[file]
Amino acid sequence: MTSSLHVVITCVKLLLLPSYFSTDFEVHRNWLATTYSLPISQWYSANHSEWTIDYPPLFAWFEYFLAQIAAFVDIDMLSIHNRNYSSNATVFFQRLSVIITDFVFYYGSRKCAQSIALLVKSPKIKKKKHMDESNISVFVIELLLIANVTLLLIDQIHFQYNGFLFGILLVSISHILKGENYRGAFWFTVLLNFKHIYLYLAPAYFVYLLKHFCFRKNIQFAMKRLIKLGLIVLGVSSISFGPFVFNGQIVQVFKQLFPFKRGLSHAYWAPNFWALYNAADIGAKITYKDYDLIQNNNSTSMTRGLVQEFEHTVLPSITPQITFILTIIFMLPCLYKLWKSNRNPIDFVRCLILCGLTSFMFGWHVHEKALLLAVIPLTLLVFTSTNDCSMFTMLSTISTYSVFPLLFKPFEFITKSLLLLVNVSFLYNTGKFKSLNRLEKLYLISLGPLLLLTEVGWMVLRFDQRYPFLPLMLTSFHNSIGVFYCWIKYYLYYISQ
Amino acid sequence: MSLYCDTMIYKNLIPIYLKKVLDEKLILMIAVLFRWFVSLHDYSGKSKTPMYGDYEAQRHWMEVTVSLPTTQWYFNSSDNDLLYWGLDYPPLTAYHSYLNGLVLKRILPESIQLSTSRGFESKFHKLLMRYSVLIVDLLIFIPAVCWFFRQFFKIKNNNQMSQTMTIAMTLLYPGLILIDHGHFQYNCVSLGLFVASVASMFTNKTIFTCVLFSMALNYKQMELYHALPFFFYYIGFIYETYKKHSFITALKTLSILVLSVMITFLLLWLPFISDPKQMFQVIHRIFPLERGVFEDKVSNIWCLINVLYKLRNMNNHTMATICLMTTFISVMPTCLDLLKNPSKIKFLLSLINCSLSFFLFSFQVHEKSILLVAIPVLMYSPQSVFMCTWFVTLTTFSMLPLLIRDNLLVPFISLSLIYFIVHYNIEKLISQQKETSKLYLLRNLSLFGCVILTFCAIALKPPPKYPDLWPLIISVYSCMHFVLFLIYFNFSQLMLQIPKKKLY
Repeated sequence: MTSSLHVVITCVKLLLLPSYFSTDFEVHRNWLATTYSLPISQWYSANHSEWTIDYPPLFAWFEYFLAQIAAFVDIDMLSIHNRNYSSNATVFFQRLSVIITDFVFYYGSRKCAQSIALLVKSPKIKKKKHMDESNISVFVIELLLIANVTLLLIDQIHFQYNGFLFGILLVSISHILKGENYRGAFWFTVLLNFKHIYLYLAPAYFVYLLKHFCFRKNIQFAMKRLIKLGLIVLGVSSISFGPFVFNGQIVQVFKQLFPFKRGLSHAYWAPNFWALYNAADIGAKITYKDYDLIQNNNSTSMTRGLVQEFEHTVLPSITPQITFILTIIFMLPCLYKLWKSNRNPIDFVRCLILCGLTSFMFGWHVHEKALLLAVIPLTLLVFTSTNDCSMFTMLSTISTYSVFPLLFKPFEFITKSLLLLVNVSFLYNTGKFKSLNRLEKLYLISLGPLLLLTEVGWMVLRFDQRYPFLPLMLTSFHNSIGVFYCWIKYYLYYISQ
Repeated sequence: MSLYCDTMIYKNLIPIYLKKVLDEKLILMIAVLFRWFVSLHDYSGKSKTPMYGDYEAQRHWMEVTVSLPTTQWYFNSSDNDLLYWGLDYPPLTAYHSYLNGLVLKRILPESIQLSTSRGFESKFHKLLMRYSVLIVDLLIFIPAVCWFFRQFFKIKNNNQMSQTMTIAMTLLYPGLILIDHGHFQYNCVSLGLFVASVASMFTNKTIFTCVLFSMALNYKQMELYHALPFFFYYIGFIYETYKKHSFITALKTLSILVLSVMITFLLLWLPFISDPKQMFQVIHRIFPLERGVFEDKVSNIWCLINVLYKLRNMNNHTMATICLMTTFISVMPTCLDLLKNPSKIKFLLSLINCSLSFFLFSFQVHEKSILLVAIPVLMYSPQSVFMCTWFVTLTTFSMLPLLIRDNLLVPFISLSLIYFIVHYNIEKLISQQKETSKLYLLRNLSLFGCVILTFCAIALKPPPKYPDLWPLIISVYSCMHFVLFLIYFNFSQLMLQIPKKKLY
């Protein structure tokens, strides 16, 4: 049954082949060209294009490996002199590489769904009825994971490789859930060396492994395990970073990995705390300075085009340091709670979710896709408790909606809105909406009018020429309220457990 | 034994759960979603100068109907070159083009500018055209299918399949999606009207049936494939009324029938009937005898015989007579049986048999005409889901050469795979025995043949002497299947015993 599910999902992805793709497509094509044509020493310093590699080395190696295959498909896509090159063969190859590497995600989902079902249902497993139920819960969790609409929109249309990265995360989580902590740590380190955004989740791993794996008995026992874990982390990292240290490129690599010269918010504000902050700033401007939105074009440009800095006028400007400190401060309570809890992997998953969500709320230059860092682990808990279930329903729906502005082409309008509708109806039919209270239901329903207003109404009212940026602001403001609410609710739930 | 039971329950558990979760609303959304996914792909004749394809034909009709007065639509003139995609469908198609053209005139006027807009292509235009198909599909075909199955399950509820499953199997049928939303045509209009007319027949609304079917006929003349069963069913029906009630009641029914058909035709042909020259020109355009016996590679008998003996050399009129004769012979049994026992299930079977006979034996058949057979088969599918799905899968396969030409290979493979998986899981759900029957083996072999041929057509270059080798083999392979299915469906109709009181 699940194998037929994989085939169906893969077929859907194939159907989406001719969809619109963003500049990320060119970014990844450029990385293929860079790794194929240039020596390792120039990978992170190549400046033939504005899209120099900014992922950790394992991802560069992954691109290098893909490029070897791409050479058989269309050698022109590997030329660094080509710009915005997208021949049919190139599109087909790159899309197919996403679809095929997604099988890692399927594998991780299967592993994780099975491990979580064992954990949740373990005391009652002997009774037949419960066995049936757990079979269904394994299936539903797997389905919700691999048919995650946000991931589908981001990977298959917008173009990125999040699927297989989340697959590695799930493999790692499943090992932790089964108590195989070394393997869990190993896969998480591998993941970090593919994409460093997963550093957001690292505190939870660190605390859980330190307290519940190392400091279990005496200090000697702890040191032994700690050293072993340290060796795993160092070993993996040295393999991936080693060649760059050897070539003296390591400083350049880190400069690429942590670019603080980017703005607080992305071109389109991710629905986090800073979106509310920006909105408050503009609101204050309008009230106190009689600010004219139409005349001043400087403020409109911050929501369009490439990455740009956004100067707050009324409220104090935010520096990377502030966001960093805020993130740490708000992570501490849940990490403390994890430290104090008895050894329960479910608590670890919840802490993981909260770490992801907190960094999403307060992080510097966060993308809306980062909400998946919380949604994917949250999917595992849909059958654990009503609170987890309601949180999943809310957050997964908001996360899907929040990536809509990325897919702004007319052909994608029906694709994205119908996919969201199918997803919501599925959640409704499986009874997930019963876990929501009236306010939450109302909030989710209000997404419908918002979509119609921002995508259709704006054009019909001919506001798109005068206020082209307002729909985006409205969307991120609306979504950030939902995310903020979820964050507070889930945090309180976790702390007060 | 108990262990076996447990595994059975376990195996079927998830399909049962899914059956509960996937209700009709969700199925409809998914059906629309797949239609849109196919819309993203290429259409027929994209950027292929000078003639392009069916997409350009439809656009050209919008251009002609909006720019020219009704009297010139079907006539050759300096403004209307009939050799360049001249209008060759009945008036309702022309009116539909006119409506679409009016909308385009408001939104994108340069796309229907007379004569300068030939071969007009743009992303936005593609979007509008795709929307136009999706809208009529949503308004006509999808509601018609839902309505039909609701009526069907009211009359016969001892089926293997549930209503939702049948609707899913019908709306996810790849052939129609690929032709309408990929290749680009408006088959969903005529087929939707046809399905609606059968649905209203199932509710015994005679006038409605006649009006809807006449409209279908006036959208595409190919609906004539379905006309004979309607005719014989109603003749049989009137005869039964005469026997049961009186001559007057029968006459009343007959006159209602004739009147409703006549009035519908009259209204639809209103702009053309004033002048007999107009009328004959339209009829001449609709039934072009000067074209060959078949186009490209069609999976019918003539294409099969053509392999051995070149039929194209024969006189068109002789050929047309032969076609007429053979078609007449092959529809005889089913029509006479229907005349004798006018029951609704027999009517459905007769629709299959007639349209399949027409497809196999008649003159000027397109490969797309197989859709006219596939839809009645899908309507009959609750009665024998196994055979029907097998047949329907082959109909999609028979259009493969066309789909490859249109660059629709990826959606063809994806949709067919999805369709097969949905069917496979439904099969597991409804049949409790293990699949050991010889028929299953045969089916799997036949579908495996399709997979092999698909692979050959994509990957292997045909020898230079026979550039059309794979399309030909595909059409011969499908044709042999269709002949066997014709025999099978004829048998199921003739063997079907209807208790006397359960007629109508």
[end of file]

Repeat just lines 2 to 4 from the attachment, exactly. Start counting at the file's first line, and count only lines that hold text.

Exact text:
Amino acid sequence: MSLYCDTMIYKNLIPIYLKKVLDEKLILMIAVLFRWFVSLHDYSGKSKTPMYGDYEAQRHWMEVTVSLPTTQWYFNSSDNDLLYWGLDYPPLTAYHSYLNGLVLKRILPESIQLSTSRGFESKFHKLLMRYSVLIVDLLIFIPAVCWFFRQFFKIKNNNQMSQTMTIAMTLLYPGLILIDHGHFQYNCVSLGLFVASVASMFTNKTIFTCVLFSMALNYKQMELYHALPFFFYYIGFIYETYKKHSFITALKTLSILVLSVMITFLLLWLPFISDPKQMFQVIHRIFPLERGVFEDKVSNIWCLINVLYKLRNMNNHTMATICLMTTFISVMPTCLDLLKNPSKIKFLLSLINCSLSFFLFSFQVHEKSILLVAIPVLMYSPQSVFMCTWFVTLTTFSMLPLLIRDNLLVPFISLSLIYFIVHYNIEKLISQQKETSKLYLLRNLSLFGCVILTFCAIALKPPPKYPDLWPLIISVYSCMHFVLFLIYFNFSQLMLQIPKKKLY
Repeated sequence: MTSSLHVVITCVKLLLLPSYFSTDFEVHRNWLATTYSLPISQWYSANHSEWTIDYPPLFAWFEYFLAQIAAFVDIDMLSIHNRNYSSNATVFFQRLSVIITDFVFYYGSRKCAQSIALLVKSPKIKKKKHMDESNISVFVIELLLIANVTLLLIDQIHFQYNGFLFGILLVSISHILKGENYRGAFWFTVLLNFKHIYLYLAPAYFVYLLKHFCFRKNIQFAMKRLIKLGLIVLGVSSISFGPFVFNGQIVQVFKQLFPFKRGLSHAYWAPNFWALYNAADIGAKITYKDYDLIQNNNSTSMTRGLVQEFEHTVLPSITPQITFILTIIFMLPCLYKLWKSNRNPIDFVRCLILCGLTSFMFGWHVHEKALLLAVIPLTLLVFTSTNDCSMFTMLSTISTYSVFPLLFKPFEFITKSLLLLVNVSFLYNTGKFKSLNRLEKLYLISLGPLLLLTEVGWMVLRFDQRYPFLPLMLTSFHNSIGVFYCWIKYYLYYISQ
Repeated sequence: MSLYCDTMIYKNLIPIYLKKVLDEKLILMIAVLFRWFVSLHDYSGKSKTPMYGDYEAQRHWMEVTVSLPTTQWYFNSSDNDLLYWGLDYPPLTAYHSYLNGLVLKRILPESIQLSTSRGFESKFHKLLMRYSVLIVDLLIFIPAVCWFFRQFFKIKNNNQMSQTMTIAMTLLYPGLILIDHGHFQYNCVSLGLFVASVASMFTNKTIFTCVLFSMALNYKQMELYHALPFFFYYIGFIYETYKKHSFITALKTLSILVLSVMITFLLLWLPFISDPKQMFQVIHRIFPLERGVFEDKVSNIWCLINVLYKLRNMNNHTMATICLMTTFISVMPTCLDLLKNPSKIKFLLSLINCSLSFFLFSFQVHEKSILLVAIPVLMYSPQSVFMCTWFVTLTTFSMLPLLIRDNLLVPFISLSLIYFIVHYNIEKLISQQKETSKLYLLRNLSLFGCVILTFCAIALKPPPKYPDLWPLIISVYSCMHFVLFLIYFNFSQLMLQIPKKKLY